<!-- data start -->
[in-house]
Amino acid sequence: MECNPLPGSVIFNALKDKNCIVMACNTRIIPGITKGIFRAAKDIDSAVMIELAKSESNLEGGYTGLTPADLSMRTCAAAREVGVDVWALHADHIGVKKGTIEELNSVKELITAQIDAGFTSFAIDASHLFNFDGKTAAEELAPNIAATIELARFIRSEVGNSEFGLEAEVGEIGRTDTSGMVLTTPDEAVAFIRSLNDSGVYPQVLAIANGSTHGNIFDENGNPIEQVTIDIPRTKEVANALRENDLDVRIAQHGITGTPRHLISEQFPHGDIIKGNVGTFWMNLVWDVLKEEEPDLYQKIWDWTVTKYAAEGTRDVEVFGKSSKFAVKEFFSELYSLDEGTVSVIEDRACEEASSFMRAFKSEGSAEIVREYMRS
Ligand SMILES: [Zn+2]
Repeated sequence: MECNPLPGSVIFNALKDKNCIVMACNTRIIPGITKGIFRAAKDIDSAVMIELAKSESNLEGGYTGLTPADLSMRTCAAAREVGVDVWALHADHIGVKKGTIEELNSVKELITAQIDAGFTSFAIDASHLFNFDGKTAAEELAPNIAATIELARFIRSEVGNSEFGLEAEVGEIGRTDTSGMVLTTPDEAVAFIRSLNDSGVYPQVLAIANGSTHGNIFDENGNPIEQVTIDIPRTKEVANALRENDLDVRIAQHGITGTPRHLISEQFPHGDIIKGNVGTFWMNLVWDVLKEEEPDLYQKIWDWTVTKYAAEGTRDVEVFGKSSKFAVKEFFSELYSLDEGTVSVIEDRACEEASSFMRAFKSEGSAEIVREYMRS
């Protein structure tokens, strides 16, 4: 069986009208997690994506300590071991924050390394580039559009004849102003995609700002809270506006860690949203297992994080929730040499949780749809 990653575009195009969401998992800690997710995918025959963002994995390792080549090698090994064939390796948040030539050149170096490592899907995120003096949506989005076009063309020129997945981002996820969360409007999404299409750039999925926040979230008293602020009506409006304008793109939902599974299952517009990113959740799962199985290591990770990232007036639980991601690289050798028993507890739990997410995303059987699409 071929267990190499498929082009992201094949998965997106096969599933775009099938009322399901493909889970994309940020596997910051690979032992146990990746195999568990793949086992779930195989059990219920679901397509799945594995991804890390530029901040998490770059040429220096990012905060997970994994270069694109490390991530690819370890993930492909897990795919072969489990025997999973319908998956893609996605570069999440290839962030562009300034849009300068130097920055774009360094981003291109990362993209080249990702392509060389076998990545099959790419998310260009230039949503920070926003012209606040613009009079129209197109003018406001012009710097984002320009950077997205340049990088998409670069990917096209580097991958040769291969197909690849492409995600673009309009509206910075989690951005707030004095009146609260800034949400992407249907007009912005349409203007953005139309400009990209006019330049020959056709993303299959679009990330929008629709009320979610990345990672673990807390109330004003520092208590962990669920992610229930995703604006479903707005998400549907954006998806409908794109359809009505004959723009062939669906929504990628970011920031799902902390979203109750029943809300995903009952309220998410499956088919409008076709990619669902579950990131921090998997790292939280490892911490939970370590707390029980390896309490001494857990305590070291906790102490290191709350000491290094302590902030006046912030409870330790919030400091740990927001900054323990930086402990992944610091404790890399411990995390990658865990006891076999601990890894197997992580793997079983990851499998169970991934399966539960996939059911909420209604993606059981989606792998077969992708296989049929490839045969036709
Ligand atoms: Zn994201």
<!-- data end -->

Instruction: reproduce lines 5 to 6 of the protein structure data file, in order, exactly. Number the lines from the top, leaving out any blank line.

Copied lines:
């Protein structure tokens, strides 16, 4: 069986009208997690994506300590071991924050390394580039559009004849102003995609700002809270506006860690949203297992994080929730040499949780749809 990653575009195009969401998992800690997710995918025959963002994995390792080549090698090994064939390796948040030539050149170096490592899907995120003096949506989005076009063309020129997945981002996820969360409007999404299409750039999925926040979230008293602020009506409006304008793109939902599974299952517009990113959740799962199985290591990770990232007036639980991601690289050798028993507890739990997410995303059987699409 071929267990190499498929082009992201094949998965997106096969599933775009099938009322399901493909889970994309940020596997910051690979032992146990990746195999568990793949086992779930195989059990219920679901397509799945594995991804890390530029901040998490770059040429220096990012905060997970994994270069694109490390991530690819370890993930492909897990795919072969489990025997999973319908998956893609996605570069999440290839962030562009300034849009300068130097920055774009360094981003291109990362993209080249990702392509060389076998990545099959790419998310260009230039949503920070926003012209606040613009009079129209197109003018406001012009710097984002320009950077997205340049990088998409670069990917096209580097991958040769291969197909690849492409995600673009309009509206910075989690951005707030004095009146609260800034949400992407249907007009912005349409203007953005139309400009990209006019330049020959056709993303299959679009990330929008629709009320979610990345990672673990807390109330004003520092208590962990669920992610229930995703604006479903707005998400549907954006998806409908794109359809009505004959723009062939669906929504990628970011920031799902902390979203109750029943809300995903009952309220998410499956088919409008076709990619669902579950990131921090998997790292939280490892911490939970370590707390029980390896309490001494857990305590070291906790102490290191709350000491290094302590902030006046912030409870330790919030400091740990927001900054323990930086402990992944610091404790890399411990995390990658865990006891076999601990890894197997992580793997079983990851499998169970991934399966539960996939059911909420209604993606059981989606792998077969992708296989049929490839045969036709
Ligand atoms: Zn994201």